There are many special ways in which you can support the Marine Animal Response Society (MARS). Either by making a life-saving donation to help save the life if an animal in distress or becoming an official volunteer with MARS.
DONATE TO MARS
MARS is a non-profit, charitable organization that relies on the generous donations of our supporters to help us cover the costs of providing care to stranded marine animals. We receive funding through government, grants and private donations; however, funding received from individuals is a critical part of our budget and are tax deductible!
If you are interested in making a donation:
Marine Animal Response Society
c/o NS Museum
1747 Summer Street
BECOME A VOLUNTEER
The strength of the MARS lies in its volunteers and people reporting strandings along Nova Scotia’s thousands of kilometers of shoreline. We are pleased that so many people are eager to donate their time to our organization. MARS responds to stranded animals in Nova Scotia and is working with other organizations to develop a network which will respond to all incidents in the Maritime Provinces. In order to cover this much coastline, trained volunteers are critical. Volunteering for a stranding network can be a rewarding experience.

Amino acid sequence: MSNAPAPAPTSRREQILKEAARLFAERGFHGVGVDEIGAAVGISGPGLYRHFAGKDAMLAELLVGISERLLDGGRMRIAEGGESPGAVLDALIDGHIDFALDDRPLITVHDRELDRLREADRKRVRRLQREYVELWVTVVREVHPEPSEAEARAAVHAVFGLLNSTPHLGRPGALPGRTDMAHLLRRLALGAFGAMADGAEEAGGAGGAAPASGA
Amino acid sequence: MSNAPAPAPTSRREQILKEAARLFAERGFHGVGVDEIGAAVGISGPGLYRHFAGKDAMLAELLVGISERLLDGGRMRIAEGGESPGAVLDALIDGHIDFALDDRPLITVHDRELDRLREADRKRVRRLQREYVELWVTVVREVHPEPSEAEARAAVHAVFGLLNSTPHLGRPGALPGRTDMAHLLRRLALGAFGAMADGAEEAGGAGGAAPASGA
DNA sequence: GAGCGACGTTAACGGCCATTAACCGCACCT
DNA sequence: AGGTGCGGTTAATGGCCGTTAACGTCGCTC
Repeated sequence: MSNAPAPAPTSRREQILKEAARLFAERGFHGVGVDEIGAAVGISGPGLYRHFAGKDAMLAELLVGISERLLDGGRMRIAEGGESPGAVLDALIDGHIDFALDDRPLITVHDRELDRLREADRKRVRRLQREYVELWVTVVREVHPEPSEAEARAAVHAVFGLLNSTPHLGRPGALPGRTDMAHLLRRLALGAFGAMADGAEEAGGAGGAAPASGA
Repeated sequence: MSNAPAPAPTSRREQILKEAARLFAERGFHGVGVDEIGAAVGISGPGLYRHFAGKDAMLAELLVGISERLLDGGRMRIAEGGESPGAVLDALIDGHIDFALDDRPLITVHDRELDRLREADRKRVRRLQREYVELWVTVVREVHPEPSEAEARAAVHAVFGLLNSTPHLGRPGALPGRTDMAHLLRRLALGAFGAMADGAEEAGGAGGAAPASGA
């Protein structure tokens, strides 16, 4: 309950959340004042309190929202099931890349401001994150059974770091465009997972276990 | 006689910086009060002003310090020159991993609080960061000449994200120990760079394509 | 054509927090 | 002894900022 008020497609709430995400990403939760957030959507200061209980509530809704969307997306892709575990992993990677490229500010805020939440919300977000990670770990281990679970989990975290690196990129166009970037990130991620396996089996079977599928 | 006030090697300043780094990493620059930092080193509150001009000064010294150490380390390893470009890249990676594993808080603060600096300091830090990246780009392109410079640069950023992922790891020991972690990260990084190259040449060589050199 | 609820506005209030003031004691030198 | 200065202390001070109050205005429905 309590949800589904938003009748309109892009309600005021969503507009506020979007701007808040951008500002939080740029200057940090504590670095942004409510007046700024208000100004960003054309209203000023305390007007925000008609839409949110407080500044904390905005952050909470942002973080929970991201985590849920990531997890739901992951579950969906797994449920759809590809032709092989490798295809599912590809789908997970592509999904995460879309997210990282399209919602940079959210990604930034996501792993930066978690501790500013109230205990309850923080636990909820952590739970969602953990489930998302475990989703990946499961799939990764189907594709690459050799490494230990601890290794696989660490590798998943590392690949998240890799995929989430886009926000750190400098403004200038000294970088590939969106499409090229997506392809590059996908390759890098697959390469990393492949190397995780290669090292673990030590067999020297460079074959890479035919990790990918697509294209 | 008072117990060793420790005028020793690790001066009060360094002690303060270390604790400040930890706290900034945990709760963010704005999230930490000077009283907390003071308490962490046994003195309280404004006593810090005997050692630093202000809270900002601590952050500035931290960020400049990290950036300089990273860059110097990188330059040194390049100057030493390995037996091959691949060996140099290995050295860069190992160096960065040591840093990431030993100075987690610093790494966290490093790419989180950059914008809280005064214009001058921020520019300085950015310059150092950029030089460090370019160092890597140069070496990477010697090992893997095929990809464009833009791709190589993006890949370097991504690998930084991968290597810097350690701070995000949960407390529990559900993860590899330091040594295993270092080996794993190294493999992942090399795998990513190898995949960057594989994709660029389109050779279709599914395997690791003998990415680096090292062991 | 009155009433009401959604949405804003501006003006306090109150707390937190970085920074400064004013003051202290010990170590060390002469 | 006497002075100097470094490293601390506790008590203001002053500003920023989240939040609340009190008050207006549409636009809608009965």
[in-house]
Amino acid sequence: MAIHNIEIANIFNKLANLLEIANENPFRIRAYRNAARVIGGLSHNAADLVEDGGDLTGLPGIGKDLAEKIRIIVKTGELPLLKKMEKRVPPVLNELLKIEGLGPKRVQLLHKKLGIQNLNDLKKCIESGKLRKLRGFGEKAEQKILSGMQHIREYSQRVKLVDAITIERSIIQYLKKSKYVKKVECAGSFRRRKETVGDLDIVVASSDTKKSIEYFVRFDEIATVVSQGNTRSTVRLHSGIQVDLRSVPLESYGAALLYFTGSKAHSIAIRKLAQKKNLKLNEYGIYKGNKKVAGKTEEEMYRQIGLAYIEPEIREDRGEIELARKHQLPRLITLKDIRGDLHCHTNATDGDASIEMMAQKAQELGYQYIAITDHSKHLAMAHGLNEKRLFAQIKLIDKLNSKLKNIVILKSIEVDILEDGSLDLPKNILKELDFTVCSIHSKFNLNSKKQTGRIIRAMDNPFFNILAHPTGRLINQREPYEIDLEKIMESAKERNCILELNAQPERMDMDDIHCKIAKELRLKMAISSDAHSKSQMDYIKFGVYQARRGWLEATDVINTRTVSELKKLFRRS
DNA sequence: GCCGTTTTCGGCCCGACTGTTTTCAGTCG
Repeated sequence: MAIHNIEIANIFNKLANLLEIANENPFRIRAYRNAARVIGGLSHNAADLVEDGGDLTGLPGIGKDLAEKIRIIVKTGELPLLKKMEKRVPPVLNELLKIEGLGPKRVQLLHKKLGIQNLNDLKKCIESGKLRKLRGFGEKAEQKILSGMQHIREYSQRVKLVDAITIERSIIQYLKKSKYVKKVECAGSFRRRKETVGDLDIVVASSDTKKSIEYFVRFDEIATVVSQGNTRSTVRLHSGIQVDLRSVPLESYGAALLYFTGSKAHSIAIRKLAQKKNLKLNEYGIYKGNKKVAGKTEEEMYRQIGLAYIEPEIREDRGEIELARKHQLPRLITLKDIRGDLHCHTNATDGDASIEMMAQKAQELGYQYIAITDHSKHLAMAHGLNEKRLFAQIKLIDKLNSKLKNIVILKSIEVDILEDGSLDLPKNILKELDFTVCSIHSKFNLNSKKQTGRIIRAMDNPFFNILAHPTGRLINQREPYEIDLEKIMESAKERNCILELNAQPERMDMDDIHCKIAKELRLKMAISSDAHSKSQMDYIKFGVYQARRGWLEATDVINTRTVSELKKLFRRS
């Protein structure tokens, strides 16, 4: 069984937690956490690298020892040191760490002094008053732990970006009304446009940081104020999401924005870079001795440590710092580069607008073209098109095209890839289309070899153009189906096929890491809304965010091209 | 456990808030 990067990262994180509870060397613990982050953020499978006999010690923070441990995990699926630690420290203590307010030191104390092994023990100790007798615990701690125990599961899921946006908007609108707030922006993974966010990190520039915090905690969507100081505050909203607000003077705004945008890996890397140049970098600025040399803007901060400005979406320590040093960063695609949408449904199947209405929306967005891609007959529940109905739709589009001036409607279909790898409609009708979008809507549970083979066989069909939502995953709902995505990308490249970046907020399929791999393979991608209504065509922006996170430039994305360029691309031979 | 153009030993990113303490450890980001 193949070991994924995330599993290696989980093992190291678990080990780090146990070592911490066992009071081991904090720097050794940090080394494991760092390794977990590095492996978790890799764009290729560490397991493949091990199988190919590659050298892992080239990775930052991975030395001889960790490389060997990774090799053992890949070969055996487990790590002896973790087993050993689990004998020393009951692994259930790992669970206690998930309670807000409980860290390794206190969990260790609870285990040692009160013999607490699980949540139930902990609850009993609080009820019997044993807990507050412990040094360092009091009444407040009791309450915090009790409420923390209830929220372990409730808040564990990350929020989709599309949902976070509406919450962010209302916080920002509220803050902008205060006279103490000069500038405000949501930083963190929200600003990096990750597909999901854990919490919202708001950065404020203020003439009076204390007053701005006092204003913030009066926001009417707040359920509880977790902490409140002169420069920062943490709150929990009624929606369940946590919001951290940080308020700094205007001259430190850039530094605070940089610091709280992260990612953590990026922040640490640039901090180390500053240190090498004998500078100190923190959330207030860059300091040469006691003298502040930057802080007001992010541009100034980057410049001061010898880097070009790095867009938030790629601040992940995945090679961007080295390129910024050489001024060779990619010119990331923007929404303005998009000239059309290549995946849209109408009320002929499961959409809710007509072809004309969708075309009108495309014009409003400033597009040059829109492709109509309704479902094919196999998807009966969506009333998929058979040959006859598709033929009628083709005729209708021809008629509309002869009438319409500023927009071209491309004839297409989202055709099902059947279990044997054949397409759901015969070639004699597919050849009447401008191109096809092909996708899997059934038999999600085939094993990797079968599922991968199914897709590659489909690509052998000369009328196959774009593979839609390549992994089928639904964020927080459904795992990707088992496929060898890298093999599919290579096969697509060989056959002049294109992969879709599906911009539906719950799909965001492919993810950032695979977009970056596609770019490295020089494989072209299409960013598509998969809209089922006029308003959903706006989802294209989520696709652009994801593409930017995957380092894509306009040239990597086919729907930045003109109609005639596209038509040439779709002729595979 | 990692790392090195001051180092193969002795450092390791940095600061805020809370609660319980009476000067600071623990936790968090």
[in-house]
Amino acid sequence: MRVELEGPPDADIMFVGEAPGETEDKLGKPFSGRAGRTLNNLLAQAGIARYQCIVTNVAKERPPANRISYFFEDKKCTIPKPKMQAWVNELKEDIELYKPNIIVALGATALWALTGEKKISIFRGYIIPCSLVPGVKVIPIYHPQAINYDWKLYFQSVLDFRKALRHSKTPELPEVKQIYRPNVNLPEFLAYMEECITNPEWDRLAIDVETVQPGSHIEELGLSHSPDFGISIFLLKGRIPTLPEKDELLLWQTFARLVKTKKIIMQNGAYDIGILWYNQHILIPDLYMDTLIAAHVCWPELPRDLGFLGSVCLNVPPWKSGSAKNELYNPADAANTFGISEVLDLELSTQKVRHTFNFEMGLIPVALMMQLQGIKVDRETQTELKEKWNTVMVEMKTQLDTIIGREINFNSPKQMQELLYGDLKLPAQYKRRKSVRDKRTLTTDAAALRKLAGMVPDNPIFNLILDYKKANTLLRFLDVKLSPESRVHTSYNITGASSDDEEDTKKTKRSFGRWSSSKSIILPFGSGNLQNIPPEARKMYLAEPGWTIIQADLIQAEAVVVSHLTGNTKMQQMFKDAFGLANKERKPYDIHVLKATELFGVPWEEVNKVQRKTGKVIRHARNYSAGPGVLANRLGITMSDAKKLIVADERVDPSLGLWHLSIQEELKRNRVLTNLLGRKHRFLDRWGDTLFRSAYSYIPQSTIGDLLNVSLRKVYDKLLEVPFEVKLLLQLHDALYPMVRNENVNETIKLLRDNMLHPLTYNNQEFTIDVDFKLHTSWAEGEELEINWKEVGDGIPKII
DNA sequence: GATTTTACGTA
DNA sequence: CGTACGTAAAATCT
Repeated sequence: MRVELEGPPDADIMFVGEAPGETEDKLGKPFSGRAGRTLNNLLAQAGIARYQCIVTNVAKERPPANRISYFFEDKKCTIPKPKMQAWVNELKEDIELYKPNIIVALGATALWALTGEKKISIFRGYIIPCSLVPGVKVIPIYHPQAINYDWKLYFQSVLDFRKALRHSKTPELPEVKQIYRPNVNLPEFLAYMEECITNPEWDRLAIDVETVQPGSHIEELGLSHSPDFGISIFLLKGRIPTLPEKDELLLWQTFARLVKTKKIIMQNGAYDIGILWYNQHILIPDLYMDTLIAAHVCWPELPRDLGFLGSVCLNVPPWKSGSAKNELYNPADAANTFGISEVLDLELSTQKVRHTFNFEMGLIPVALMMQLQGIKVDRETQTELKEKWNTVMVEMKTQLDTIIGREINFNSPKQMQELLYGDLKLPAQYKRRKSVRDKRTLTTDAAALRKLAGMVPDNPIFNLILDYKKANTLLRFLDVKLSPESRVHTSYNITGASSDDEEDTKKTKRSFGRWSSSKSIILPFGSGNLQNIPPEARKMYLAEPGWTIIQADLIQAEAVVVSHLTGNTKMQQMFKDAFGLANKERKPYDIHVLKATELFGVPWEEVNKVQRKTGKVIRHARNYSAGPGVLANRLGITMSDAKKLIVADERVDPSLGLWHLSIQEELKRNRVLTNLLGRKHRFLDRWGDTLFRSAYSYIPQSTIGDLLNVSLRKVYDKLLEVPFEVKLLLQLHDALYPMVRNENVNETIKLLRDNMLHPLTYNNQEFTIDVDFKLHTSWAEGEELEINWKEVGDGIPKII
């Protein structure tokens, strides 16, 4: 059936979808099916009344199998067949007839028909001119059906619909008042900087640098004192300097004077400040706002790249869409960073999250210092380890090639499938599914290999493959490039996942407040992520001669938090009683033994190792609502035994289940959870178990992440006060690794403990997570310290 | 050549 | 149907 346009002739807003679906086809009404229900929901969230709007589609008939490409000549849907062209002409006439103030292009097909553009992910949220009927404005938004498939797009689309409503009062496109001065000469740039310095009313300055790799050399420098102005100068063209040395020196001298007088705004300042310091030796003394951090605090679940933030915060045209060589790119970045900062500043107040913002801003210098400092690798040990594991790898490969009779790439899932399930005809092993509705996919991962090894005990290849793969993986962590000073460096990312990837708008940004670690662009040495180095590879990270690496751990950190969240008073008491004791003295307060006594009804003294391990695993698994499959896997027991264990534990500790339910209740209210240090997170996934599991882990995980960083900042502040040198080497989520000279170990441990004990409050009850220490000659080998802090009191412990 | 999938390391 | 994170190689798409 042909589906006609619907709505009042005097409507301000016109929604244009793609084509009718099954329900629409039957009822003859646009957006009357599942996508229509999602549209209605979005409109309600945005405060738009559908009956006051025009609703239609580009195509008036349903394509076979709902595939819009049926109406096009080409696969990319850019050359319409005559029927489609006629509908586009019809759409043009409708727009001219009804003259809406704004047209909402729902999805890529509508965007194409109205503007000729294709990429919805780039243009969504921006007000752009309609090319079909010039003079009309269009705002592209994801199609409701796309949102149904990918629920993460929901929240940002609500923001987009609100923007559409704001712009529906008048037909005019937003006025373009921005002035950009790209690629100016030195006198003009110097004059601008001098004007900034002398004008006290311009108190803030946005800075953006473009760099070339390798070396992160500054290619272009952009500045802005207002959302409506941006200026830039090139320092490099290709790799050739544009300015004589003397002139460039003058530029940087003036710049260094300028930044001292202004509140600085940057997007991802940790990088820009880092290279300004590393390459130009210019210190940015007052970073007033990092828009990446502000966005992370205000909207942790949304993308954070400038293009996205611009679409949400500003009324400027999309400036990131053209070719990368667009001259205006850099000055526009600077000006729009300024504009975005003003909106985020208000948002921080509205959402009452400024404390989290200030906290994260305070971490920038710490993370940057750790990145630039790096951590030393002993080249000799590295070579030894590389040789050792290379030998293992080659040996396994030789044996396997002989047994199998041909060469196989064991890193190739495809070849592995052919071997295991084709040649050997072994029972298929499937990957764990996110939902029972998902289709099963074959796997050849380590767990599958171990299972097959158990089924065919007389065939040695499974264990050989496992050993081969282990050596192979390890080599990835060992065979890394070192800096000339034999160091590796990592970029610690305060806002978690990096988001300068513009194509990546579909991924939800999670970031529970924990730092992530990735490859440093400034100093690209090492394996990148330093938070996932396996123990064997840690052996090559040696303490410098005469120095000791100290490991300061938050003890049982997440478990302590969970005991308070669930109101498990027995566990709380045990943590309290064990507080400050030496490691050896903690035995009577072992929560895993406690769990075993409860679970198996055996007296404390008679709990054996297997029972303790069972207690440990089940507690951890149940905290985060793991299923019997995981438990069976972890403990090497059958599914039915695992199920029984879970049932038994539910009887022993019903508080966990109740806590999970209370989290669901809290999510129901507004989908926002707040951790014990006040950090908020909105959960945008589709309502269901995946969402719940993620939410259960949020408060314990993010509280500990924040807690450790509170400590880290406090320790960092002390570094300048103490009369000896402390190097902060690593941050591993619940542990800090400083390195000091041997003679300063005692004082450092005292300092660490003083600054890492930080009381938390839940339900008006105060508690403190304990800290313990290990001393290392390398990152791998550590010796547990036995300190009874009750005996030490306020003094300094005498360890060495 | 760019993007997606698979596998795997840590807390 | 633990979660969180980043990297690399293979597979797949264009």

There are many aspects of the organization in which a volunteer can become involved:
- First response (e.g. site visit, confirm incident, take photos etc.)
- Sample collection (e.g. dead animals)
- Live animal incidents (e.g. first aid and secondary procedures)
- Public outreach (e.g. educational material development, webpage etc.)
Please note, we do not currently have volunteer positions that are full or part time in nature.
If you would like to volunteer, please email us at email@example.com. For those interested in responding to stranding incidents, please provide the following information:
- Phone number
- Town or city you live in
- If you have a vehicle
- How far you would be willing to drive to a stranding incident
- What days or times you would generally be available
- Any experience and/or ntraining that may be relevant to stranding incidents
Please note, stranding incidents are sporadic. As a result, volunteers may not be called for some time.
Volunteer response will, initially, be limited to investigating an incident and reporting back to us. Refloating or handling stranded marine animals by inexperienced individuals may be dangerous to both the animal and the people involved. Only trained individuals should handle and refloat cetaceans.
Training sessions on marine mammal response techniques may be offered.